Like Sancho Panza, we watch the comic gesturing of Don Quixote.  But we are not alone.  Benjamin’s most favored Kafka aphorism was the aphorism on Don Quixote.  It teaches us about a comic tradition that is passed on.  And, this, for Walter Benjamin, is relayed to us through a close attention to comic gesture.    Benjamin knew, as well, that the messianic had to be thought through a close attention to this comic gesture.

We see this in his essay on Kafka and in some of his last letters to his friend and confidant Gershom Scholem.  Benjamin was after the comic aspects of Jewish theology.  And this is a point that Giorgio Agamben misses since he uses Benjamin’s work within a different context, one which, as I have argued, is much more solemn and Christian then Benjamin’s.

The point of my blog entries on Agamben is to show how Agamben is and is not on the right track.  Following Benjamin, he is right to think about the relationship of gesture to secularization, history, infancy, and the messianic; however, Agamben’s way of thinking of gesture misses something comical that both Benjamin and Kafka were following through.

I’d suggest that “infancy” and the “decisive historical gesture” that Agamben speaks of need not be isolated to the “nativity scene.”  For Agamben, the most profound movement which should be of concern to us, today, is the movement from silence to speech.  To be sure, as I pointed out in the last blog entry, Walter Benjamin addressed this in terms of the movement from tragedy to comedy.  Indeed, for Benjamin, comedy speaks from out of infancy.  And I would suggest that it constantly returns to it; hence, the preponderance of men-children and schlemiels in Jewish comedy.   I’d like to look more into this gesture of return and departure from infancy since, as far as I can see, Benjamin initiated this thread without following it through.  I would like to suggest that this gesture, and not the gesture of the crib, is “the decisive historical gesture” which brings man out of tragic silence.

To think infancy in a “serious” manner, as thinkers such Giorgio Agamben, Maurice Blanchot, and even Jean-Francois Lyotard have done, may miss the point that Benjamin was sketching out in his early work.   As these thinkers all knew (and know), their work could be aided by the Jewish tradition. But the tradition that they often turn to does not include any reflection on the comic gesture.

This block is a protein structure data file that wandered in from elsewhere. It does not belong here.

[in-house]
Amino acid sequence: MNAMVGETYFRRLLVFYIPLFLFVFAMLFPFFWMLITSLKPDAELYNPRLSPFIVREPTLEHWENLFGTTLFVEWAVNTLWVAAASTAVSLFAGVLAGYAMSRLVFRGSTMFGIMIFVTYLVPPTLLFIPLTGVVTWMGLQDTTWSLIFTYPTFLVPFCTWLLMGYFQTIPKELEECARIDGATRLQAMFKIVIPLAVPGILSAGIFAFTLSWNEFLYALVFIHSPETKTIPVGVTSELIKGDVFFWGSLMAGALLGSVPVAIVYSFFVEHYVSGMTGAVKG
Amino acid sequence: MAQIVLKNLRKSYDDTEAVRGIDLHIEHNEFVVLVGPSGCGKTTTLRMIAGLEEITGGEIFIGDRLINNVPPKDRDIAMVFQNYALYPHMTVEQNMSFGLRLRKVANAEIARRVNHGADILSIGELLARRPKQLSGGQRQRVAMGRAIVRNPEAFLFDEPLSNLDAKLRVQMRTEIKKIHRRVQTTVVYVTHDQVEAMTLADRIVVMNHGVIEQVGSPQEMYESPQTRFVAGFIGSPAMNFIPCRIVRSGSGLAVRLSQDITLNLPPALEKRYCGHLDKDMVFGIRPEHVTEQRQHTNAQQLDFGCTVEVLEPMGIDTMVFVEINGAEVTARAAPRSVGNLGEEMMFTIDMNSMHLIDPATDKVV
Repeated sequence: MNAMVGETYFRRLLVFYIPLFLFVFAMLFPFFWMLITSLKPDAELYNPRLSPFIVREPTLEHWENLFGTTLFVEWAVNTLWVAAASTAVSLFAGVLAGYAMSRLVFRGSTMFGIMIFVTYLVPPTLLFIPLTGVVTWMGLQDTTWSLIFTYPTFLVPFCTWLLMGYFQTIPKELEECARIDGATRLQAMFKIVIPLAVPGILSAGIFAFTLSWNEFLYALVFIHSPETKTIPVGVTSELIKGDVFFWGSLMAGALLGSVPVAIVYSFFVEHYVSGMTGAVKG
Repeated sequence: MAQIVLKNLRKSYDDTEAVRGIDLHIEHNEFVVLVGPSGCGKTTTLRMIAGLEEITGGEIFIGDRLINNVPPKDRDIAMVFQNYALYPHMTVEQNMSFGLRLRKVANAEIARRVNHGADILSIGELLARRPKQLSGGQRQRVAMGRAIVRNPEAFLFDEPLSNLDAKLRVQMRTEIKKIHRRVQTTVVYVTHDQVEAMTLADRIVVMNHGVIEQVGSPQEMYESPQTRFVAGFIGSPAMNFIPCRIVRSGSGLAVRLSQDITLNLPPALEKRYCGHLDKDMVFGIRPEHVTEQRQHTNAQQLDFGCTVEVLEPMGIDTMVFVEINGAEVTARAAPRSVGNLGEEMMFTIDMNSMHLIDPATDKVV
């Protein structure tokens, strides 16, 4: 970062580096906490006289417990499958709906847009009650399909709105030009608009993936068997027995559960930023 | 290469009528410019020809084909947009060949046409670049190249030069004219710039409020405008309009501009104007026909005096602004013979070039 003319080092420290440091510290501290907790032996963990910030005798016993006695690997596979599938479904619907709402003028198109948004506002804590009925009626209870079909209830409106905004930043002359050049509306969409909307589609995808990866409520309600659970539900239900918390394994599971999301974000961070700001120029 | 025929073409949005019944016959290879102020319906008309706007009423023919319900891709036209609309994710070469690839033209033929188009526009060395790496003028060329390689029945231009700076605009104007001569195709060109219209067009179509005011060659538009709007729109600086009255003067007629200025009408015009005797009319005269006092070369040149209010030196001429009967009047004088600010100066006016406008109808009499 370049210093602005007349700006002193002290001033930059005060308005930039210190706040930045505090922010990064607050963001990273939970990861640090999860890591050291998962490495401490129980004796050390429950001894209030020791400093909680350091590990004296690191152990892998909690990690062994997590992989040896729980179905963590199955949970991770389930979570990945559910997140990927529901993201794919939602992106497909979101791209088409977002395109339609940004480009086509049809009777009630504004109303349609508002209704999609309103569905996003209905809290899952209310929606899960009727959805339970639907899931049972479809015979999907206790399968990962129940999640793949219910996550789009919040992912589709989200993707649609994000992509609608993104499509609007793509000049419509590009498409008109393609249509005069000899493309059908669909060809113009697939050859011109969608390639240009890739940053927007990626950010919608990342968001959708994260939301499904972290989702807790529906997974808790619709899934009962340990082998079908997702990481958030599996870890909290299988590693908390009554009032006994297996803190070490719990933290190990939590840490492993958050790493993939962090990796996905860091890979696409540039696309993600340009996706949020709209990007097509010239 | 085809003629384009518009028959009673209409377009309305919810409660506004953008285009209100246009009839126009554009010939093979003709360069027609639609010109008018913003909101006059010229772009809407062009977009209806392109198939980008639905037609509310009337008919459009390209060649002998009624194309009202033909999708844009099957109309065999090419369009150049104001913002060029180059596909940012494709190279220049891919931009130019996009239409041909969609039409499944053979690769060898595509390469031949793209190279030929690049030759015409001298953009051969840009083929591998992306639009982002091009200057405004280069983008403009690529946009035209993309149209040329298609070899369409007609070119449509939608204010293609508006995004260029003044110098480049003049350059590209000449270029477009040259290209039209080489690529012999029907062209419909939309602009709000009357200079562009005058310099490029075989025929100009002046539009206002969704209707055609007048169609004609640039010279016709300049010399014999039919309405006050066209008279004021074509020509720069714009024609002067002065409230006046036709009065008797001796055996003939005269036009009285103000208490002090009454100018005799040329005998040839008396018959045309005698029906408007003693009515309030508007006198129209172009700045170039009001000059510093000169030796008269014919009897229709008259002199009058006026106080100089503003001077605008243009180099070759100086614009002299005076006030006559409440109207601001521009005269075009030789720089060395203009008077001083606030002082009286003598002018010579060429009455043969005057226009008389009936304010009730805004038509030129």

I would like to suggest that there is another Jewish tradition that they missed; namely, what Hannah Arendt called (in her “Jew as Pariah” essay) the “hidden tradition.” Arendt tells us that at the beginning of this tradition is the schlemiel.  Although Arendt is right in calling this a “hidden tradition,” I think her reading of it is problematic.  I will discuss this in future blog-entries (and it will appear as a fundamental point in my book).

For now I just want to suggest that, for Jews, the “decisive historical gesture” is not to be found in the “nativity crib.” For a people who was “pre-historical” for centuries, the comic gesture played a key role in linking Jews to history.  And it is the comic gesture which, for many Jews, has had messianic, historical, and secular resonance.

So, in closing, I just want to point out that my attention to Agamben’s work on gesture, infancy, and the messianic was based on laying out the question of gesture.  I may not agree with his reading of it, but, at the very least, I tip my hat to him for making it an issue and thinking through its relations.  This is a discourse which, I believe, can be fruitful for schlemiel-in-theory.  After all, comedy is not simply about ideas as about gestures.  And these gestures are, as I will argue, deeply historical.  As all comedians know, it’s “all in the timing.”

Agamben on The Historical as Opposed to the Magical Redemption of Man, Animal, and Nature

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What is redemption?  And how would redemption, as understood by Giorgio Agamben, differ from the redemption we hear of in the Torah, the New Testament, or the Koran?  These are big questions that I don’t think can be addressed in one blog entry.  Nonetheless, they should be of great concern for anyone who reads Agamben’s revision of the Messianic which he, oftentimes, uses scripture to articulate.

In the essay I have been focusing on in the last few blog entries, Agamben has, as I have pointed out already, claimed that the “nativity crib” is the “decisive…historical gesture.”  For Agamben, the crib takes us out of the fable and enchantment.  It is a gesture of secularization. But, as I pointed out in the last entry, Agamben also regards it as messianic.  The question I posed was whether Kafka and Benjamin will be at that redemption.  Perhaps they are the sleepers in the nativity scene since they are caught up in the pre-historic rather than the historic (redemption).  Even thought Agamben doesn’t mention Benjamin in the key moment when he talks about the pre-historic it is clear that he is making reference to Benjamin’s essay on Kafka.  Regarding this essay, Benjamin told both Theodor Adorno and Gershom Scholem that he wanted to retain the tension between the mystical and the political (he likened this tension to the tension of a bow).  However, as he admitted to them, he had failed to maintain it.  In his own view, he had slipped into the mystical and missed the political aspect of Kafka’s work.  Agamben would read this as an admission that Benjamin had got caught up in Kafka’s pre-historical world.